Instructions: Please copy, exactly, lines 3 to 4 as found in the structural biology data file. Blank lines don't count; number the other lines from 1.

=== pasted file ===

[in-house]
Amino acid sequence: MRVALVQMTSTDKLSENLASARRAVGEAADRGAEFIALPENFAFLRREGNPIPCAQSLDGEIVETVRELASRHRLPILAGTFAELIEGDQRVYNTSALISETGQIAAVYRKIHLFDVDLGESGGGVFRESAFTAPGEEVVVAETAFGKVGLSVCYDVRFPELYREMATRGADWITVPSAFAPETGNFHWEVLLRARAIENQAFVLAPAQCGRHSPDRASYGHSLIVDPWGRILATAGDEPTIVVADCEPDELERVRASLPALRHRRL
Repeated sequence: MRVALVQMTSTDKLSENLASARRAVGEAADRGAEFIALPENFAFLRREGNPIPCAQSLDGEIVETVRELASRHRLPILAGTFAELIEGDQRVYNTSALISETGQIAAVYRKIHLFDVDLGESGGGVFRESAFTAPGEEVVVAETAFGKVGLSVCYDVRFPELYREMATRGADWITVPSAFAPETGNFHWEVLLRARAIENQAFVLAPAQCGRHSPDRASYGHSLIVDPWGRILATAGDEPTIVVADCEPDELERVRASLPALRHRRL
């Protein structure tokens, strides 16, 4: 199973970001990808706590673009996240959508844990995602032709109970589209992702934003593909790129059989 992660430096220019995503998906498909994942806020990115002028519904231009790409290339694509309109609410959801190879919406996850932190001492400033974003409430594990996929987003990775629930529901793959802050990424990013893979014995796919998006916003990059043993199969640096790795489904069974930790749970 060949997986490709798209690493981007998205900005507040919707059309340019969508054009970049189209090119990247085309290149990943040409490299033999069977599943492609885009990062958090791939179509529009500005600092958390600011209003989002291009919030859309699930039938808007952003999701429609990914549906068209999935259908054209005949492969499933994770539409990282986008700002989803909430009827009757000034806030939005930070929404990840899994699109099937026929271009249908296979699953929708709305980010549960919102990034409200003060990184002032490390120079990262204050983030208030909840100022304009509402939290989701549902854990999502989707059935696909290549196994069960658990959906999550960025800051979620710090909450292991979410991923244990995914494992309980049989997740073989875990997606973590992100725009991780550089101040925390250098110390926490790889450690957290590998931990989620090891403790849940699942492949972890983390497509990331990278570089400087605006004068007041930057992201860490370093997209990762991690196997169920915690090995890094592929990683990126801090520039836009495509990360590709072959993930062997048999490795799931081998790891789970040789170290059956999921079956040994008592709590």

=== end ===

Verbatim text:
Repeated sequence: MRVALVQMTSTDKLSENLASARRAVGEAADRGAEFIALPENFAFLRREGNPIPCAQSLDGEIVETVRELASRHRLPILAGTFAELIEGDQRVYNTSALISETGQIAAVYRKIHLFDVDLGESGGGVFRESAFTAPGEEVVVAETAFGKVGLSVCYDVRFPELYREMATRGADWITVPSAFAPETGNFHWEVLLRARAIENQAFVLAPAQCGRHSPDRASYGHSLIVDPWGRILATAGDEPTIVVADCEPDELERVRASLPALRHRRL
């Protein structure tokens, strides 16, 4: 199973970001990808706590673009996240959508844990995602032709109970589209992702934003593909790129059989 992660430096220019995503998906498909994942806020990115002028519904231009790409290339694509309109609410959801190879919406996850932190001492400033974003409430594990996929987003990775629930529901793959802050990424990013893979014995796919998006916003990059043993199969640096790795489904069974930790749970 060949997986490709798209690493981007998205900005507040919707059309340019969508054009970049189209090119990247085309290149990943040409490299033999069977599943492609885009990062958090791939179509529009500005600092958390600011209003989002291009919030859309699930039938808007952003999701429609990914549906068209999935259908054209005949492969499933994770539409990282986008700002989803909430009827009757000034806030939005930070929404990840899994699109099937026929271009249908296979699953929708709305980010549960919102990034409200003060990184002032490390120079990262204050983030208030909840100022304009509402939290989701549902854990999502989707059935696909290549196994069960658990959906999550960025800051979620710090909450292991979410991923244990995914494992309980049989997740073989875990997606973590992100725009991780550089101040925390250098110390926490790889450690957290590998931990989620090891403790849940699942492949972890983390497509990331990278570089400087605006004068007041930057992201860490370093997209990762991690196997169920915690090995890094592929990683990126801090520039836009495509990360590709072959993930062997048999490795799931081998790891789970040789170290059956999921079956040994008592709590």